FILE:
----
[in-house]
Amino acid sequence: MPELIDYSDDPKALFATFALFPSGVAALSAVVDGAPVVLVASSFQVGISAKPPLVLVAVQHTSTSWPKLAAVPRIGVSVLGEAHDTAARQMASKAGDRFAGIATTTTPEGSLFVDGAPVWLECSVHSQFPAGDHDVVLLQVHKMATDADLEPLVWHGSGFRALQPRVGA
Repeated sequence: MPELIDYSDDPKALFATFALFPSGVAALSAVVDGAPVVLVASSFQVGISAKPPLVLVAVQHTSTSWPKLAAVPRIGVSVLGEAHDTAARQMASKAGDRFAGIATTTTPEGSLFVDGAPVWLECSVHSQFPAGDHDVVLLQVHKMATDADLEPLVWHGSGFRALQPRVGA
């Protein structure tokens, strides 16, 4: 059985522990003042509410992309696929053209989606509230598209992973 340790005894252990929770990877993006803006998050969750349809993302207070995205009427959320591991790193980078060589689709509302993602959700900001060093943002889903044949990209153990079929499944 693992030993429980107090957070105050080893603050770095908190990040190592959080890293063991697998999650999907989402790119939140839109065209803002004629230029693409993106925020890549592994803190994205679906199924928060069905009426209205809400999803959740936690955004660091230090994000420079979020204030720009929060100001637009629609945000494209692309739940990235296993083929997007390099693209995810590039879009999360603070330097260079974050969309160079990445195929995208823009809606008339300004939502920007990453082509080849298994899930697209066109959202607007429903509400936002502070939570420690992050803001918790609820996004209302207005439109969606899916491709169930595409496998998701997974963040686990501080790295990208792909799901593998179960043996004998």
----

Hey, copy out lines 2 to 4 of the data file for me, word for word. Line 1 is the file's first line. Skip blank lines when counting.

Amino acid sequence: MPELIDYSDDPKALFATFALFPSGVAALSAVVDGAPVVLVASSFQVGISAKPPLVLVAVQHTSTSWPKLAAVPRIGVSVLGEAHDTAARQMASKAGDRFAGIATTTTPEGSLFVDGAPVWLECSVHSQFPAGDHDVVLLQVHKMATDADLEPLVWHGSGFRALQPRVGA
Repeated sequence: MPELIDYSDDPKALFATFALFPSGVAALSAVVDGAPVVLVASSFQVGISAKPPLVLVAVQHTSTSWPKLAAVPRIGVSVLGEAHDTAARQMASKAGDRFAGIATTTTPEGSLFVDGAPVWLECSVHSQFPAGDHDVVLLQVHKMATDADLEPLVWHGSGFRALQPRVGA
């Protein structure tokens, strides 16, 4: 059985522990003042509410992309696929053209989606509230598209992973 340790005894252990929770990877993006803006998050969750349809993302207070995205009427959320591991790193980078060589689709509302993602959700900001060093943002889903044949990209153990079929499944 693992030993429980107090957070105050080893603050770095908190990040190592959080890293063991697998999650999907989402790119939140839109065209803002004629230029693409993106925020890549592994803190994205679906199924928060069905009426209205809400999803959740936690955004660091230090994000420079979020204030720009929060100001637009629609945000494209692309739940990235296993083929997007390099693209995810590039879009999360603070330097260079974050969309160079990445195929995208823009809606008339300004939502920007990453082509080849298994899930697209066109959202607007429903509400936002502070939570420690992050803001918790609820996004209302207005439109969606899916491709169930595409496998998701997974963040686990501080790295990208792909799901593998179960043996004998």